Rolling the affected foot over a frozen water bottle can help with pain and inflammation in the heel bone. You can also use something more aggressive like a golf ball, which can also help reduce policeman’s heel symptoms. While orthotics and stretching can be fairly effective strategies, but they may not represent effective long term strategies especially in moderate to severe cases, which means we need to dig deeper to get to the source of the problem.

Policeman’s Heel Exercises

A physiotherapist is one of the more reliable healthcare professionals to seek help from for this condition, as they can identify biomechanical factors influencing someone’s plantar fasciitis pain that can be corrected through therapeutic stretching, strengthening, and motor control training.

In other words, if someone’s foot and ankle moves in way that places too much stress on the plantar fascia, a physiotherapist can provide ways to reduce the stress by providing more support from surrounding muscles.

Policeman’s Heel Exercises – Stretching

We briefly mentioned that stretching the plantar fascia can help alleviate policeman’s heel symptoms (Boonchum et al, 2020). Generally speaking, the main way to do this is to dorsiflex the ankle (toes to nose) and gently extend the big toe (i.e. lift up the big toe) which should provide a sensation of stretch to the bottom of the foot, especially along the medial aspect of the sole of the foot.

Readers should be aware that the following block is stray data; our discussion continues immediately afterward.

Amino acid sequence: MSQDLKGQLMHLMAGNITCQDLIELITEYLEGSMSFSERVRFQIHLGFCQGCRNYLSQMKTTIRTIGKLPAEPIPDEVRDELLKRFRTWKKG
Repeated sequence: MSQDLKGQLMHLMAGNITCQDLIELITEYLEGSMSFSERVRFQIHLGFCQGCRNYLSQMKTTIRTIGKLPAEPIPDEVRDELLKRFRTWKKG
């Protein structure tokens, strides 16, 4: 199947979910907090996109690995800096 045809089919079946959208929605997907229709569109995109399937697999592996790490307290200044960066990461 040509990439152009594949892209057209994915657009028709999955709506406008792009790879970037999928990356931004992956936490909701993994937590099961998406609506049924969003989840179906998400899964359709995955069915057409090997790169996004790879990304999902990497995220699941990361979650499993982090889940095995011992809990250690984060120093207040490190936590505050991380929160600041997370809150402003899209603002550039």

This can be done in a sitting or standing position. In sitting, you can use your hands to help provide the stretch. In standing, you can perform a standard calf stretch, but with the added component of creating a lift under the big toe, such as a door wedge or a folded cloth. This type of stretch is often termed a “Windlass stretch”.

The calf muscle is also an effective muscle to stretch for policeman’s heel. The soleus and gastrocnemius, which are the two main calf muscles, both blend into the Achilles tendon that inserts onto the back of the heel. This tendon insertion is in very close proximity to the origin of the plantar fascia. You can actually achieve a stretch of both muscles by using the strategy mentioned above, which involves stretching the calf while also lifting up the big toe.